Tobacco Tax Increase Will Hand Millions of Dollars to Underground Economy, says NCACT
Toronto - With the release of the Ontario budget, the National Coalition Against Contraband Tobacco (NCACT) warned that the government's decision to increase tobacco taxes by $3 per carton will heighten demand for contraband tobacco in the province and be a boon for criminals profits.
"Once again, the Ontario budget is making province's contraband tobacco problem more lucrative and not letting enforcement measures have an effect," said Gary Grant, a 39-year veteran of the Toronto Police Service and national spokesperson for the NCACT. "With 1 in 3 cigarettes purchased in Ontario already contraband, an increase in the price differential between legal and illegal product will make it easier for the 175 criminal gangs involved in the trade to profit and fund their other illegal activities, including guns, drugs and human smuggling. Sadly, law abiding Ontarians won't fare as well."
In addition to reiterating past commitments, the budget did propose immediate legislative amendments that, if passed, would allow for the forfeiture of raw leaf tobacco. This initiative could create new deterrents to engaging in contraband tobacco distribution. Ontario has the worst illegal cigarette problem in Canada, so measures will take time to have an effect.
"The Ontario government has offset any gains from new enforcement measures by introducing a parallel tax increase at the same time," said Grant. "Ontario would have been wiser to allow new enforcement measures, like the new Contraband Tobacco Enforcement Team, to disrupt the illegal networks first, leading to more effective contraband reduction. Large tax increases such as this drive consumers to seek less expensive alternatives which is counter-productive to the province's contraband enforcement commitment."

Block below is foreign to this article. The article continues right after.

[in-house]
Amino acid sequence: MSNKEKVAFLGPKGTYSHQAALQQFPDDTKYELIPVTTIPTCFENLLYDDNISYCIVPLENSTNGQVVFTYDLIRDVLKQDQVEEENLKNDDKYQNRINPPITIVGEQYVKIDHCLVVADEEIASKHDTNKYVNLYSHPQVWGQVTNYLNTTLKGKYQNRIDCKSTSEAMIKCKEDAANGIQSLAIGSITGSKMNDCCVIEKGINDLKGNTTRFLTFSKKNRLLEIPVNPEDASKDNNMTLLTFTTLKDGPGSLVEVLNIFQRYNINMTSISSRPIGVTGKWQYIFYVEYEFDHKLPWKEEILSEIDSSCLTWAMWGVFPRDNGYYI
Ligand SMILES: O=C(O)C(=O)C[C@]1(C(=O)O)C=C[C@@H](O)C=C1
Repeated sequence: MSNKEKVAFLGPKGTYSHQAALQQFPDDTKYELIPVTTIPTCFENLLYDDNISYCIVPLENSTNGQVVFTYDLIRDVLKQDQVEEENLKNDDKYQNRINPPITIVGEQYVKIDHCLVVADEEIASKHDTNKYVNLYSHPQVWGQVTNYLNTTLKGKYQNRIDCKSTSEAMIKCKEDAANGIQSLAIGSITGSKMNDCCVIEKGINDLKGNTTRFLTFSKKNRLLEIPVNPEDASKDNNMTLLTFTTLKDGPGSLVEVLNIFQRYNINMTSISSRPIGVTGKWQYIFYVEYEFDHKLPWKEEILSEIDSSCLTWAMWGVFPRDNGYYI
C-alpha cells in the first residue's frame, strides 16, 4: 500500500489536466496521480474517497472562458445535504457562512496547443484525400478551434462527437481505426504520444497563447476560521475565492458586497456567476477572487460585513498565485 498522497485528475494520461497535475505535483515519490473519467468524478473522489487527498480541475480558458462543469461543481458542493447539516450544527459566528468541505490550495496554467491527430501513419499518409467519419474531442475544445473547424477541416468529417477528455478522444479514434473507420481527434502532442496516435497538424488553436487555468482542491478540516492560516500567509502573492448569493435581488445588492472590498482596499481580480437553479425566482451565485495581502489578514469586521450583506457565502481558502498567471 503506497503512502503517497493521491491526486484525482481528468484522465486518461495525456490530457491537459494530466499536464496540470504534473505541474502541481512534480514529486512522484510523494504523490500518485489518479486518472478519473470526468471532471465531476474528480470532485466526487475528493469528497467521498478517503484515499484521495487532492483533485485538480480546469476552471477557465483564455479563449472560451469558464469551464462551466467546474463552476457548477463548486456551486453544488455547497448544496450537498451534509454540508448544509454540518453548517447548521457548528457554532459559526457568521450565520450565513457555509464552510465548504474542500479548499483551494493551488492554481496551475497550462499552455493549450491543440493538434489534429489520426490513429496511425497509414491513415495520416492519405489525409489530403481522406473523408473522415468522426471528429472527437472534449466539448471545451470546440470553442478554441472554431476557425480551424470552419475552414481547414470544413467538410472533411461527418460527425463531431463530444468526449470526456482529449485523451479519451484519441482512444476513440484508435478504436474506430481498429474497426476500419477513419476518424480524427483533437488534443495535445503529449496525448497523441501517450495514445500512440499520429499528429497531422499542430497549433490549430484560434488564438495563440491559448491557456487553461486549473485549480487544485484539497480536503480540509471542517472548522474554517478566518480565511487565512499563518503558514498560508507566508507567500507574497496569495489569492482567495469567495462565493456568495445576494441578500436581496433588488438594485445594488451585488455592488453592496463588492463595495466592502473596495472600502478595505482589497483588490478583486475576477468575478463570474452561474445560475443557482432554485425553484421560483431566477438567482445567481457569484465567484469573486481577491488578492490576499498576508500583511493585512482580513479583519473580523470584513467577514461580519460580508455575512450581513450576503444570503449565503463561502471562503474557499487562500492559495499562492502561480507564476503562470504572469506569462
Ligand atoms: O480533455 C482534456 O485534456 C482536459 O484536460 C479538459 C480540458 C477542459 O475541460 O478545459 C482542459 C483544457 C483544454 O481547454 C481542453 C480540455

Contraband cigarettes are produced in 50 illegal factories in Canada, largely in Ontario and Quebec. Each can produce millions of cigarettes in a day. Contraband tobacco is also a major drain on the public purse. Contraband tobacco was identified as a key area of loss to the underground economy in the Drummond report and the Canadian Taxpayers Federation has estimated that illegal cigarettes cost Ontario taxpayers as much as $1.1 billion in lost revenues each year.
"Tackling illegal cigarettes is good for Ontario communities. It hurts organized crime and helps to make tobacco control regulations more effective," continued Grant. "Real measures against contraband, including awareness campaigns for the public, more powers to police, and measures to make it harder to manufacture contraband cigarettes must be put in place to address this problem. Waiting only means that Ontario suffers while criminals benefit."
The National Coalition Against Contraband Tobacco is a Canadian advocacy group formed with the participation of businesses, organizations and individuals concerned about the growing danger of contraband cigarettes. NCACT members share the goals of working together to educate people and urge government to take quick action to stop this growing threat.
The members of the NCACT are: Association des détaillants en alimentation du Québec (ADA), Association des marchands dépanneurs et épiciers du Québec (AMDEQ), Canadian Chamber of Commerce, Canadian Convenience Stores Association (CCSA), Canadian Manufacturers and Exporters, Canadian Taxpayers Federation, Canadian Tobacco Manufacturers Council, Conseil du patronat du Québec (CPQ), Customs and Immigration Union, Échec au crime Québec, Fédération des chambres de commerce du Québec (FCCQ), Frontier Duty Free Association (FDFA), National Convenience Stores Distributors Association (NACDA), Ontario Chamber of Commerce, Retail Council of Canada, Toronto Crime Stoppers, United Korean Commerce and Industry Association (UKCIA), and National Capital Area Crime Stoppers.